# The noble gas with the largest atmospheric abundance is argon. Using the data in Table 19-22, calculate the mass of argon at 25°C and 1.0 atm in a room 10.0 m × 10.0 m × 10.0 m. How many Ar atoms are in this room? How many Ar atoms do you inhale in one breath (approximately 2 L) of air at 25℃ and 1.0 atm? Argon gas is inert, so it poses no serious health risks. However, if significant amounts of radon are inhaled into the lungs, lung cancer is a possible result. Explain the health risk differences between argon gas and radon gas. ### Chemistry: An Atoms First Approach

2nd Edition
Steven S. Zumdahl + 1 other
Publisher: Cengage Learning
ISBN: 9781305079243

#### Solutions

Chapter
Section ### Chemistry: An Atoms First Approach

2nd Edition
Steven S. Zumdahl + 1 other
Publisher: Cengage Learning
ISBN: 9781305079243
Chapter 19, Problem 70E
Textbook Problem
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## The noble gas with the largest atmospheric abundance is argon. Using the data in Table 19-22, calculate the mass of argon at 25°C and 1.0 atm in a room 10.0 m × 10.0 m × 10.0 m. How many Ar atoms are in this room? How many Ar atoms do you inhale in one breath (approximately 2 L) of air at 25℃ and 1.0 atm? Argon gas is inert, so it poses no serious health risks. However, if significant amounts of radon are inhaled into the lungs, lung cancer is a possible result. Explain the health risk differences between argon gas and radon gas.

Interpretation Introduction

Interpretation: The temperature, pressure and dimension of a room is given. The mass and number of argon atoms in the room is to be calculated. Also, the number of argon atoms inhaled in one breath is to be calculated. The difference in the health risk between argon gas and radon gas is to be explained.

Concept introduction: The expression to calculate the number of moles of an atom is,

PV=nRTn=PVRT

To determine: The mass and number of argon atoms in the room at 25°C and 1atm ; the number of argon atoms inhaled in one breath; the explanation of the difference in the health risk between argon gas and radon gas.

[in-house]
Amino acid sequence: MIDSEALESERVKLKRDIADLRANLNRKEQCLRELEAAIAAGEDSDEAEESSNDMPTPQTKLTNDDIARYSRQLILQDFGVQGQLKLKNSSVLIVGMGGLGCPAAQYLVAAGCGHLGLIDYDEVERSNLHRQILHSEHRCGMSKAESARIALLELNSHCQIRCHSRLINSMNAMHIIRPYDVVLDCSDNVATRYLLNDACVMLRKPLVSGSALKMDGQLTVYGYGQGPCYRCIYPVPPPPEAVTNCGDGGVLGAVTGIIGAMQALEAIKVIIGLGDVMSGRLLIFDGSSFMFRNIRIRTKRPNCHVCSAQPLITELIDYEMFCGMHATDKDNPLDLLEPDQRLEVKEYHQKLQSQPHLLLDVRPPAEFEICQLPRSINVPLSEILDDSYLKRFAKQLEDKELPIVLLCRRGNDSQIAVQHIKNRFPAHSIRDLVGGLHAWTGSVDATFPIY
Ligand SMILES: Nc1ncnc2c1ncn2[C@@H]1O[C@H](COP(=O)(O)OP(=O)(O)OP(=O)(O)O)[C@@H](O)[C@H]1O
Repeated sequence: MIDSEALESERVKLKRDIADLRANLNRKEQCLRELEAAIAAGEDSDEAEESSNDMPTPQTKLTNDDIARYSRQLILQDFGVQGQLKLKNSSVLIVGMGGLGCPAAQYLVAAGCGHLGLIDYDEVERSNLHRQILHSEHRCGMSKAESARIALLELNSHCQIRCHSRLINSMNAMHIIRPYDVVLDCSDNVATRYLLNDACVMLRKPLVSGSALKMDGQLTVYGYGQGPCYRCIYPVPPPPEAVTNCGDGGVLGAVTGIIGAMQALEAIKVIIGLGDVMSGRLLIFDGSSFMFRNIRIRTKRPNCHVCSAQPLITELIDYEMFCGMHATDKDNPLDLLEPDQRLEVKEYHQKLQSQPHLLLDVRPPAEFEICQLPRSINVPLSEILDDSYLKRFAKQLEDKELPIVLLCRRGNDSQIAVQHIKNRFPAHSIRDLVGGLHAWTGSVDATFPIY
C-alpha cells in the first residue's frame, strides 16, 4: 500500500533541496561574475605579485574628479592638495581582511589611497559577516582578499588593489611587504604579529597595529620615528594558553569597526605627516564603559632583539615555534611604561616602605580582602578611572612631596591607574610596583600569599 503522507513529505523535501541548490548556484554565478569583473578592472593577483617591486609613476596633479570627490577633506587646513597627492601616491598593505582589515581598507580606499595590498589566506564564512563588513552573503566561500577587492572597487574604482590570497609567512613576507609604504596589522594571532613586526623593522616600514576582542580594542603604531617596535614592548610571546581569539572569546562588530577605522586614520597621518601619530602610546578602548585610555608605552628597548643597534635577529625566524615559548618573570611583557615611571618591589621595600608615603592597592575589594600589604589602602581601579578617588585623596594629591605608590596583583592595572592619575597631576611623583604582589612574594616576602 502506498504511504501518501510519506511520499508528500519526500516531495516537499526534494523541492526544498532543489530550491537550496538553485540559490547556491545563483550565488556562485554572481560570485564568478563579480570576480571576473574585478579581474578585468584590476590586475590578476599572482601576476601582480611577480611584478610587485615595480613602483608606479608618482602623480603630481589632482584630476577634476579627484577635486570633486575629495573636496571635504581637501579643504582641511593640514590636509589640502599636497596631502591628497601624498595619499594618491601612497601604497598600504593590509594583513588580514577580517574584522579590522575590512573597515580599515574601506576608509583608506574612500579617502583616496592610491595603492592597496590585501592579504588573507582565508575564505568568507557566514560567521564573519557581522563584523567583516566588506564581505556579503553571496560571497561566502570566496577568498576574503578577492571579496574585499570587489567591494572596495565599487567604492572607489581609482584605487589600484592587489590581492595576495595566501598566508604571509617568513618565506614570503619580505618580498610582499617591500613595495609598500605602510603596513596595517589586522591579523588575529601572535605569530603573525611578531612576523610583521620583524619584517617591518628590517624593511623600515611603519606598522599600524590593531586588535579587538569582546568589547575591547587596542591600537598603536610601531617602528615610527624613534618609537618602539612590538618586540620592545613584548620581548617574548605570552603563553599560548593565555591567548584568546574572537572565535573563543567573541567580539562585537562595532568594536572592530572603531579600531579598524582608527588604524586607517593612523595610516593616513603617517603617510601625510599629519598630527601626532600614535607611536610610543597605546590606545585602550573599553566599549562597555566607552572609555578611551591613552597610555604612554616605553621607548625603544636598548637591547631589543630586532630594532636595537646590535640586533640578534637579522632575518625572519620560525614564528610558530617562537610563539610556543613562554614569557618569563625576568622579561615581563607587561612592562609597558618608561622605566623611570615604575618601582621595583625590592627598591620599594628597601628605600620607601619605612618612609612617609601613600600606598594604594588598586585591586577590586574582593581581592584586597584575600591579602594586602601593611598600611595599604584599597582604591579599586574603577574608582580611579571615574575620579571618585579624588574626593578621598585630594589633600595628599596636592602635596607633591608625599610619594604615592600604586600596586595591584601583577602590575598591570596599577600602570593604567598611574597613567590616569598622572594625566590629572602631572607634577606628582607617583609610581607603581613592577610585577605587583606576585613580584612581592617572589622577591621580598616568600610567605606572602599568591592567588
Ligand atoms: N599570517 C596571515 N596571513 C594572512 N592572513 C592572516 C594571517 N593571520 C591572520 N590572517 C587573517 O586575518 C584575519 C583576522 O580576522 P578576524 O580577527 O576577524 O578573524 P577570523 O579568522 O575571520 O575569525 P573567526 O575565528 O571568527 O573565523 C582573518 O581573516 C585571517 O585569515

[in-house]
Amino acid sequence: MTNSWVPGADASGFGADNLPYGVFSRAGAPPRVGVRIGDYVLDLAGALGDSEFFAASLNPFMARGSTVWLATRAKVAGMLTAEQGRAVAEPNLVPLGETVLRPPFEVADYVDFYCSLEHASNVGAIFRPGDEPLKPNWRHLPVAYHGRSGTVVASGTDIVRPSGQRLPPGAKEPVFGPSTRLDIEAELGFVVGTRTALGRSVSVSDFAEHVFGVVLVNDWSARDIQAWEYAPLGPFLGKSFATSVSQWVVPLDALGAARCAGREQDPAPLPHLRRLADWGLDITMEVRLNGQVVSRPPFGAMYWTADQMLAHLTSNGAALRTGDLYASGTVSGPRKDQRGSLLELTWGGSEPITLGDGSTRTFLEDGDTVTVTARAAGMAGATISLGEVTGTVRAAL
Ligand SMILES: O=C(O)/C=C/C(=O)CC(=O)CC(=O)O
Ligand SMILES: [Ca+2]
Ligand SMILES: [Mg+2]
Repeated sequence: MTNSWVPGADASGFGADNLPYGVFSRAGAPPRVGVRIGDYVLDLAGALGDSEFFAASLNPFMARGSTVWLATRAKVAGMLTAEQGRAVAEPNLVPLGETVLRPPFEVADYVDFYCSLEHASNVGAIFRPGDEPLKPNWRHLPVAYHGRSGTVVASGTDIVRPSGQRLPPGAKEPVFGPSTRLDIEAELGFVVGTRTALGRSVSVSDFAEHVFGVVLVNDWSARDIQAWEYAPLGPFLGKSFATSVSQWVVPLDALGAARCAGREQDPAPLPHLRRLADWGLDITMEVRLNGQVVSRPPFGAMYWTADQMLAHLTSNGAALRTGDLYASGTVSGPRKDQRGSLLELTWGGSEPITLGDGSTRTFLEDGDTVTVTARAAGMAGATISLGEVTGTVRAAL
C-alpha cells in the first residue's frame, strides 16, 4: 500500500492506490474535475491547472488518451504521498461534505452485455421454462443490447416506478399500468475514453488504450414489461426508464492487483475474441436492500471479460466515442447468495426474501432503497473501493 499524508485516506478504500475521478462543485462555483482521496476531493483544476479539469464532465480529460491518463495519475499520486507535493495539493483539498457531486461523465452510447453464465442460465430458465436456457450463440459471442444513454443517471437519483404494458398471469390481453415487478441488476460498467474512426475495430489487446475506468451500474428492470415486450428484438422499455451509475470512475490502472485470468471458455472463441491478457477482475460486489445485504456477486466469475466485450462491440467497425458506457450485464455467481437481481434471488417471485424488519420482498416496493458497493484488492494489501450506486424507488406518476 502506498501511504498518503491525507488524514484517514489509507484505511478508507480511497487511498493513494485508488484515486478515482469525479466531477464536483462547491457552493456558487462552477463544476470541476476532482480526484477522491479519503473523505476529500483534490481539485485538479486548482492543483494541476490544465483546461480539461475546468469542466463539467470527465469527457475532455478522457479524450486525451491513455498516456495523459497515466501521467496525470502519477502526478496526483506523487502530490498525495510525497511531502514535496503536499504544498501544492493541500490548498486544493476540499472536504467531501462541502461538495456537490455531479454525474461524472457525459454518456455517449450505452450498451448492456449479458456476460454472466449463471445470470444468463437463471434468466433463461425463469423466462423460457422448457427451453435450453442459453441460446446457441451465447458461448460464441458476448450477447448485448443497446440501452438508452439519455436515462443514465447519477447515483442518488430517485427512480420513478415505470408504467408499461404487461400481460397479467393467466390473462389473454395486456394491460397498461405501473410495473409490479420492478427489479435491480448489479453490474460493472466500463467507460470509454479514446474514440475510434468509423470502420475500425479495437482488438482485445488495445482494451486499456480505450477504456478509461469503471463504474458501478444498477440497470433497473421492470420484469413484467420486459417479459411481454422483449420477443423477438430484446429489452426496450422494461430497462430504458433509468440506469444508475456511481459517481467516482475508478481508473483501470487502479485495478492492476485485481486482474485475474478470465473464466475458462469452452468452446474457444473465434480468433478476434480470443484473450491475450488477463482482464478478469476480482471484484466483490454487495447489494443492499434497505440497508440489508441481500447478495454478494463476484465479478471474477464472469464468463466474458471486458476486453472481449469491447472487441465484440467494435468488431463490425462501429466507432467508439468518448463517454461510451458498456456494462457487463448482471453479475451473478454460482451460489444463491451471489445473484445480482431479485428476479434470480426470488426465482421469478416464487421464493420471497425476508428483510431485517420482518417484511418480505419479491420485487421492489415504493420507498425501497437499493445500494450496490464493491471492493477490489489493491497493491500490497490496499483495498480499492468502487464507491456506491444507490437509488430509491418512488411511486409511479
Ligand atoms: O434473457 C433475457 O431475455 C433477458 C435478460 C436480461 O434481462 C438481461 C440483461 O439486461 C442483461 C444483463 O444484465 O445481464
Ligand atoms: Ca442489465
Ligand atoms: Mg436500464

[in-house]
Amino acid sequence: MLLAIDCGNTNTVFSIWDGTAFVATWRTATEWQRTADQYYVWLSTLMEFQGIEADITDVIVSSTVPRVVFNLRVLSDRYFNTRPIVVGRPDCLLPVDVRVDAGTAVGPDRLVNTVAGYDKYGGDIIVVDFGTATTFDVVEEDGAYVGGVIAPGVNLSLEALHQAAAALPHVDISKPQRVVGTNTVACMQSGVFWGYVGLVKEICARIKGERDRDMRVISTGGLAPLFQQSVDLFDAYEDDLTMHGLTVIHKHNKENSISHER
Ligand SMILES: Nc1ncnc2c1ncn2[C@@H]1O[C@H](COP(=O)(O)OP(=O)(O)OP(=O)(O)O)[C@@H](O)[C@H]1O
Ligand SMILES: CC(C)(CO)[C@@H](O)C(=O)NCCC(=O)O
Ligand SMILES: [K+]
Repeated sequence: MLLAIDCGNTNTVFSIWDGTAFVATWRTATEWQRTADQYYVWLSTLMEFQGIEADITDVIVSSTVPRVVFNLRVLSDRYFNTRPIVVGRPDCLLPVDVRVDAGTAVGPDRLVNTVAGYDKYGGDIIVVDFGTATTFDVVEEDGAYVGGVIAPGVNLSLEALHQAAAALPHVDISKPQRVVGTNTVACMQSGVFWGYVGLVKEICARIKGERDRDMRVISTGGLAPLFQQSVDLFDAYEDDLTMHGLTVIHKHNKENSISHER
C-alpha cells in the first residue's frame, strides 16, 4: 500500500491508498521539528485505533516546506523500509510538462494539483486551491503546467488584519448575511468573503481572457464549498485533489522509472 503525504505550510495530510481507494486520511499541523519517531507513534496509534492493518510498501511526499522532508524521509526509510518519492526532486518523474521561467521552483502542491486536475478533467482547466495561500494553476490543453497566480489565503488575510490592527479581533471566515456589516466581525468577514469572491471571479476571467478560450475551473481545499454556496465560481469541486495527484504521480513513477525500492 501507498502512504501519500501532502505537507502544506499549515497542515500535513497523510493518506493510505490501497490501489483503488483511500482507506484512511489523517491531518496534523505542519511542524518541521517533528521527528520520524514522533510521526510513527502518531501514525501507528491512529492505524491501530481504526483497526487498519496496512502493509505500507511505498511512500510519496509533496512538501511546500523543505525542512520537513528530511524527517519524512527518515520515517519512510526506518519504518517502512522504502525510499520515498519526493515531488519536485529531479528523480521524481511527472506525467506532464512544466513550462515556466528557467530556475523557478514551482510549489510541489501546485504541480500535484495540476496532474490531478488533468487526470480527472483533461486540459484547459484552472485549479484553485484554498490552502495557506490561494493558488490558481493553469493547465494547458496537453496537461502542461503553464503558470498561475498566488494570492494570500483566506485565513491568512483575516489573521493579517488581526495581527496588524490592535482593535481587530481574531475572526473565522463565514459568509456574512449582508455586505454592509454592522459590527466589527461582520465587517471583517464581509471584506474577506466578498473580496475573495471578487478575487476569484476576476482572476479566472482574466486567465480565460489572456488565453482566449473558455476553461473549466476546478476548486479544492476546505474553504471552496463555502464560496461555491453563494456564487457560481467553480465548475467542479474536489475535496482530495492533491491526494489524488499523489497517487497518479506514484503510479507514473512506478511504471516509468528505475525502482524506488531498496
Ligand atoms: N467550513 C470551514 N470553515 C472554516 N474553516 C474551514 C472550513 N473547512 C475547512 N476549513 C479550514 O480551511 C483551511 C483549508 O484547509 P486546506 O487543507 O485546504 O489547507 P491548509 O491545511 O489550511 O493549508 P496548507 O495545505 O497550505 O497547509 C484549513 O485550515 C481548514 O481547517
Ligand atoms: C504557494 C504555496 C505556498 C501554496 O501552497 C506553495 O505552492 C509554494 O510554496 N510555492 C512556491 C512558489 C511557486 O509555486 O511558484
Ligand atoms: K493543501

### Explanation of Solution

Explanation

Given

Dimension of room is 10.0m×10.0m×10.0m .

Temperature is 25°C .

Pressure is 1.0atm .

Refer to Table 19-22 .

Atmospheric abundance of argon is 9.0×101 .

Volume of room is equal to the dimension. The volume of room is,

10.0m×10.0m×10.0m=1.0×103m3

The conversion of cubic meter (m3) into liter (L) is done as,

1m3=103L

Hence, the conversion of 1.0×103m3 into liter is,

1.0×103m3=(1.0×103×103)L=1.0×106L

Volume of argon in the room is 1.0×106L . But, the percentage of atmospheric abundance of argon is 9.0×101 .

Hence, the overall volume of argon is,

1.0×106L(9.0×101100)=9.0×103L

The conversion of degree Celsius (°C) into Kelvin (K) is done as,

T(K)=T(°C)+273

Hence, the conversion of 25°C into Kelvin is,

T(K)=T(°C)+273T(K)=(25+273)K=298K

Formula

Number of moles of argon is calculated using the formula,

PV=nRTn=PVRT

Where,

• P is the total pressure.
• V is the volume.
• n is the total moles.
• R is the universal gas constant (0.08206Latm/Kmol) .
• T is the absolute temperature.

Substitute the values of P,V,R and T in the above equation.

n=PVRT=9.0×103L(1.0atm)(0.08206Latm/Kmol)(298K)=368mol_

The mass of argon atom in the given volume of room is 1.5×104g_ .

The number of moles of argon is 368mol .

The atomic mass of argon is 39.95g/mol .

Formula

The mass of argon is calculated using the formula,

m=nM

Where,

• m is the mass of argon.
• M is the atomic mass of argon.
• n is the number of moles of argon.

Substitute the values of M and n in the above equation.

m=nM=386mol×39.95g/mol=1.5×104g_

The number of argon atoms in the given volume of room is 2.2×1026atoms_

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